Medical students, faculty to benefit from new centre

Postgraduate medical students in Rwanda stand to benefit from the new Africa-based L’Institut de Recherche Contre les Cancers de l’Appareil Digestif, or IRCAD, that will provide advanced training in minimally invasive surgery for professionals from across the continent.

The IRCAD Africa Center of Excellence in the capital, Kigali, which was launched recently, was created as an independent non-profit Rwandan foundation, through a partnership between IRCAD France and the Rwandan government.

According to officials, it is tasked with advancing surgical skills in minimally invasive surgeries (MIS), as well as enhancing the quality of surgical care and improving patient outcomes. Minimal invasive surgery focuses on the specialisation areas of urology, gynaecology, ear, nose and throat surgery, neurosurgery, anaesthesiology, and orthopaedics, among others.

IRCAD France was founded by the French surgeon Professor Jacques Marescaux in 1994. Marescaux, speaking at the launch in Rwanda, said the Africa centre will be training thousands of medical professionals from, not only Rwanda, but also across the continent.

Collaboration with college of medicine

Professor Abraham Mitike, the head of the University of Rwanda’s college of medicine and health sciences, said it was already actively exploring ways to facilitate trainees’ access to the centre’s facilities, and experts from IRCAD will be encouraged to teach at the college, thereby also enriching the educational experience for students.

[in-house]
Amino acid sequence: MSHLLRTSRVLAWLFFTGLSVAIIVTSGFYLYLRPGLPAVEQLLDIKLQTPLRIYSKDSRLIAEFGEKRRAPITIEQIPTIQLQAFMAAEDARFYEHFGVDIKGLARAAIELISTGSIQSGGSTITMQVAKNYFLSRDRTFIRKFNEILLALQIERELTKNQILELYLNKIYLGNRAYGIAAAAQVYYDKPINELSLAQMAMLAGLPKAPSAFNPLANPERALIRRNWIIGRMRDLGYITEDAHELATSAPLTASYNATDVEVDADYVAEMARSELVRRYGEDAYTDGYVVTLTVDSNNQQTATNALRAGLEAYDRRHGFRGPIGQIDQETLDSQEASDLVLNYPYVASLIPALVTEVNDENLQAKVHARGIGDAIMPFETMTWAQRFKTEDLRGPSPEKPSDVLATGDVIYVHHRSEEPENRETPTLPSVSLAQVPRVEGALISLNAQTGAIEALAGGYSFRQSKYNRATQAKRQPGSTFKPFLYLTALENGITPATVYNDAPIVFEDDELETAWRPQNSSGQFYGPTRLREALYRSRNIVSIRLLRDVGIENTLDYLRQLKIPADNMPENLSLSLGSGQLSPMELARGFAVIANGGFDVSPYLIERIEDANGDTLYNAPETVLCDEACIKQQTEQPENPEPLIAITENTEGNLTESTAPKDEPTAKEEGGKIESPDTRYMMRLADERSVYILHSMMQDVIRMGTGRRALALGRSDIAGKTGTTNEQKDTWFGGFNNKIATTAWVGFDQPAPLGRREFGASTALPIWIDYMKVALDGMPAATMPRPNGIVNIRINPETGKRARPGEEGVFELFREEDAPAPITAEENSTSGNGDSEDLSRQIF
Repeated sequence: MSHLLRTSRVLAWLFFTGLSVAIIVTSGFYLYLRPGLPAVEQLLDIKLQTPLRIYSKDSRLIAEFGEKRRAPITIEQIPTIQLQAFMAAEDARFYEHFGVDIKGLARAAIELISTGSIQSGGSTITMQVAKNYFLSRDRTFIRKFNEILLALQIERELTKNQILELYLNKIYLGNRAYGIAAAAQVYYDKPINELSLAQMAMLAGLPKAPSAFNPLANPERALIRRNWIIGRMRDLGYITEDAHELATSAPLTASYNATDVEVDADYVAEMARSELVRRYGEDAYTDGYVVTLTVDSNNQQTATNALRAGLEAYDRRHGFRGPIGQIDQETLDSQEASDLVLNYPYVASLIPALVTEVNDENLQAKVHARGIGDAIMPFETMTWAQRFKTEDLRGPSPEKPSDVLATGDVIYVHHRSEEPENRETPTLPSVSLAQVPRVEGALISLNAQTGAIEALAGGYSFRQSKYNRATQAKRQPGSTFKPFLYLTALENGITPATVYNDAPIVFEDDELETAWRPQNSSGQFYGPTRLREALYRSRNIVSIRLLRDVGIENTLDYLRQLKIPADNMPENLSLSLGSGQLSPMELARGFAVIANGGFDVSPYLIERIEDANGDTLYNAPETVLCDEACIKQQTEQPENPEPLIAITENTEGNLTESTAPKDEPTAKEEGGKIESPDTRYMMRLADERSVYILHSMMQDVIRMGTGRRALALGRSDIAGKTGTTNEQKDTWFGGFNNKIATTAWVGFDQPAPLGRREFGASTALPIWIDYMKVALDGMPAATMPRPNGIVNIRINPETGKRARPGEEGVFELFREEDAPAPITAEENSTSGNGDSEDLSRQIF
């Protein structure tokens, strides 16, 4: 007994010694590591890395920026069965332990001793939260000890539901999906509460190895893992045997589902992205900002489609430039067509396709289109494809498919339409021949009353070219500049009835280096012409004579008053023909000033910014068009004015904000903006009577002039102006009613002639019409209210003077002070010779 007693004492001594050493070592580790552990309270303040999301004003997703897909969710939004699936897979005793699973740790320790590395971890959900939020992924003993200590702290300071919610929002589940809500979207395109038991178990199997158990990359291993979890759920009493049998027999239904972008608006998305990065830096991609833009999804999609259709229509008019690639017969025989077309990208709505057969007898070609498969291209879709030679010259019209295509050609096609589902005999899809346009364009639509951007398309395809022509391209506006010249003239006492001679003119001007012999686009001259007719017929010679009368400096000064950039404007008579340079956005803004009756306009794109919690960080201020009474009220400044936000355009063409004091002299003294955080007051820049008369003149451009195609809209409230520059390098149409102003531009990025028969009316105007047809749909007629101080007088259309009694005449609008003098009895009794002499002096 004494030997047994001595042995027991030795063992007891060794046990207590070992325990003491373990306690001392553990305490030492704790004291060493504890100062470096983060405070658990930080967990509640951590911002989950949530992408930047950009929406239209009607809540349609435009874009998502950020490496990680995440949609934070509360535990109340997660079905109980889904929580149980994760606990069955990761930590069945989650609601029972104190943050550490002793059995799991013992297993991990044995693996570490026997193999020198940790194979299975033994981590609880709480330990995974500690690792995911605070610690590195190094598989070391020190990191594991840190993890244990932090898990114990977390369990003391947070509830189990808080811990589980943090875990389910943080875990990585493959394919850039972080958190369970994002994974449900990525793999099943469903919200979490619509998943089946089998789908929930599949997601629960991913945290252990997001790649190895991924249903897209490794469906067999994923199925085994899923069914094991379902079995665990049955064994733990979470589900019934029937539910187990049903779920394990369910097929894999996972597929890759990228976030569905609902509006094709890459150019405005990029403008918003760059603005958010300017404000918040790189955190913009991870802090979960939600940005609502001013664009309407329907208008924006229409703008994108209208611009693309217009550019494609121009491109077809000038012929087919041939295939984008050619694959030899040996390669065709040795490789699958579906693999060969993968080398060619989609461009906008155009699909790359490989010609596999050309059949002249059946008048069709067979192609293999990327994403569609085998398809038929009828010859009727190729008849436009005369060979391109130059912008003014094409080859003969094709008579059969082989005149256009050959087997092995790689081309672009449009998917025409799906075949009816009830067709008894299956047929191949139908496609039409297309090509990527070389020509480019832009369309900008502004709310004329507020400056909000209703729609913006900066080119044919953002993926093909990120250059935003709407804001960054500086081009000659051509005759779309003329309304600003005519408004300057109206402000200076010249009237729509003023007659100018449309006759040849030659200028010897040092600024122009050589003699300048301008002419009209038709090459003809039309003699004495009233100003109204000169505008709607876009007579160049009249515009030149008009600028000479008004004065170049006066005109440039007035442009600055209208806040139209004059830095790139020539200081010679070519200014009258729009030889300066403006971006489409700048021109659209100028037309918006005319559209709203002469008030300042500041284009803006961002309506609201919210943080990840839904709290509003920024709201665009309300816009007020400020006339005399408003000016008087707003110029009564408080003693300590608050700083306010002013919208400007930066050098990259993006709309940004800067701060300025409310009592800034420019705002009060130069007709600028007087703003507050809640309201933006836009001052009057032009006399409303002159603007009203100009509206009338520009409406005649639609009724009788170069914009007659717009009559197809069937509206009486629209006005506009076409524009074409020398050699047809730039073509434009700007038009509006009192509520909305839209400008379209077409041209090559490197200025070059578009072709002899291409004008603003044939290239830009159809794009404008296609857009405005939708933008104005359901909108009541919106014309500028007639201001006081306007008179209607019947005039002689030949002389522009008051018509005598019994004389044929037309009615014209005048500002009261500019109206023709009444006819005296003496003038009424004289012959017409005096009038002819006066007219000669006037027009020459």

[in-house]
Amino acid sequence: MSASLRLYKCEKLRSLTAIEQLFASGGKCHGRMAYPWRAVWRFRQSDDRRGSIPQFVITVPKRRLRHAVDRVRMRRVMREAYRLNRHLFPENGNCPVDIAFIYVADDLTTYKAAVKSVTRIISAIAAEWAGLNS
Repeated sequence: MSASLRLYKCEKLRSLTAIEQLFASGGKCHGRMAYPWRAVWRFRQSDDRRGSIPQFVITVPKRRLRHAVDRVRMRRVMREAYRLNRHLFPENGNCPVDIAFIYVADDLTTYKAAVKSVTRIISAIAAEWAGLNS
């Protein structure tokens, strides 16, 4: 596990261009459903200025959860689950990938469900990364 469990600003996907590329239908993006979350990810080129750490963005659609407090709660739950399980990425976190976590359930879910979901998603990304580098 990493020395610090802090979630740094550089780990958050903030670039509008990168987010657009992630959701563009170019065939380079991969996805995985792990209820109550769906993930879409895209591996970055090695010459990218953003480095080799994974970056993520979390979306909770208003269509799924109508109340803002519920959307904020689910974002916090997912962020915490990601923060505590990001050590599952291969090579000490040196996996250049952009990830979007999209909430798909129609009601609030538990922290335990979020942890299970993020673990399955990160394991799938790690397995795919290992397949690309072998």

“The school of medicine and health sciences offers, not only undergraduate programmes but also several postgraduate programmes in clinical medicine, and IRCAD Africa can play a pivotal role in enhancing these programmes, especially for postgraduate students,” he said in an interview with University World News.

“The hands-on skills and training that will be provided [through training from the centre] will be invaluable to our fellow students doing masters in minimally invasive surgery. It will elevate their skills and make them more relevant in the health system, not only in Rwanda, but also in the global scene,” he noted.

Medical students, the official said, could gain more from the centre, being research-based, while students and staff could access different state-of-the-art facilities and other opportunities, positioning them to become future researchers in the medical field.

About 240 medical students, particularly those enrolled in masters programmes, can directly or indirectly benefit from the IRCAD programme.

Local and international expertise

IRCAD Africa plans to train 500-1,000 surgeons each year in minimally invasive surgery, which aims to minimise pain and trauma on patients, allowing for shorter periods spent in hospital, a lower risk of bleeding and infection and a speedy recovery, according to a media release.

The centre has already presented a first education session recently with about 60 participants and surgeons from 20 countries, bringing together top surgical experts, thought leaders, and innovators from around the world.

An investment of about US$32 million was made to equip the IRCAD Africa centre with cutting-edge simulation technology, including virtual reality and augmented reality platforms, which allow surgeons to practise and refine their skills in a safe and controlled environment.

It also houses a fully equipped operating wet lab, complete with advanced surgical equipment, enabling hands-on training in real surgical scenarios.